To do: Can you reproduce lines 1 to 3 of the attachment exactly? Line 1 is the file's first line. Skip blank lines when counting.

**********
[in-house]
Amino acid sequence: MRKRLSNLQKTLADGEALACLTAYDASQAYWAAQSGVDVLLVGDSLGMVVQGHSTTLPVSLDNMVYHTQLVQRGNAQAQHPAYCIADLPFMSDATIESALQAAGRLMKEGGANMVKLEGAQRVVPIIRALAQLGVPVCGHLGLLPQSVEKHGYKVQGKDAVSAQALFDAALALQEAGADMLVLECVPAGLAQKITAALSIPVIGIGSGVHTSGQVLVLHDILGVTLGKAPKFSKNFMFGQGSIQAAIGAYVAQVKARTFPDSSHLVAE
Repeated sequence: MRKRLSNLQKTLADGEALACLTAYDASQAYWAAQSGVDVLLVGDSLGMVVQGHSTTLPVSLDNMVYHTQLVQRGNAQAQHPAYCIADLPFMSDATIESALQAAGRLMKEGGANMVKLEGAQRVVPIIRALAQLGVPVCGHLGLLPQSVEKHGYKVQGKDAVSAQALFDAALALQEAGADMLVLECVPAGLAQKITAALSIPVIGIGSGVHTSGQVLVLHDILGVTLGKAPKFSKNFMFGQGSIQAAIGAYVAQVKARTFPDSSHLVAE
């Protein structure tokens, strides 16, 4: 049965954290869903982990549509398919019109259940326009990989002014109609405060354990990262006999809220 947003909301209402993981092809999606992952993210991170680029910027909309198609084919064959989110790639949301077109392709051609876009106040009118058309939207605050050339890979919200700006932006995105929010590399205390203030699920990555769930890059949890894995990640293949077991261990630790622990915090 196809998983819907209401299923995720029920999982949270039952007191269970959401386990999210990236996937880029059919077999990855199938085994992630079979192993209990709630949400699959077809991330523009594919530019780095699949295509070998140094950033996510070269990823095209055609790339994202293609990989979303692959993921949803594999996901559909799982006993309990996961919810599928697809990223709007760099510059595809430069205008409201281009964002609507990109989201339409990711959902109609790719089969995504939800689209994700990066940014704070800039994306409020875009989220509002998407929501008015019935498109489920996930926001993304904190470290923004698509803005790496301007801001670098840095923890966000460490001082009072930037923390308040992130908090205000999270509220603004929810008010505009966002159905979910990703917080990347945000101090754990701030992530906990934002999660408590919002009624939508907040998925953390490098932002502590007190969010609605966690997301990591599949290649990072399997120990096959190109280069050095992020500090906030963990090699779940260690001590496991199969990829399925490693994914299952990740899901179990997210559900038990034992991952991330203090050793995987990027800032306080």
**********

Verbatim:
[in-house]
Amino acid sequence: MRKRLSNLQKTLADGEALACLTAYDASQAYWAAQSGVDVLLVGDSLGMVVQGHSTTLPVSLDNMVYHTQLVQRGNAQAQHPAYCIADLPFMSDATIESALQAAGRLMKEGGANMVKLEGAQRVVPIIRALAQLGVPVCGHLGLLPQSVEKHGYKVQGKDAVSAQALFDAALALQEAGADMLVLECVPAGLAQKITAALSIPVIGIGSGVHTSGQVLVLHDILGVTLGKAPKFSKNFMFGQGSIQAAIGAYVAQVKARTFPDSSHLVAE
Repeated sequence: MRKRLSNLQKTLADGEALACLTAYDASQAYWAAQSGVDVLLVGDSLGMVVQGHSTTLPVSLDNMVYHTQLVQRGNAQAQHPAYCIADLPFMSDATIESALQAAGRLMKEGGANMVKLEGAQRVVPIIRALAQLGVPVCGHLGLLPQSVEKHGYKVQGKDAVSAQALFDAALALQEAGADMLVLECVPAGLAQKITAALSIPVIGIGSGVHTSGQVLVLHDILGVTLGKAPKFSKNFMFGQGSIQAAIGAYVAQVKARTFPDSSHLVAE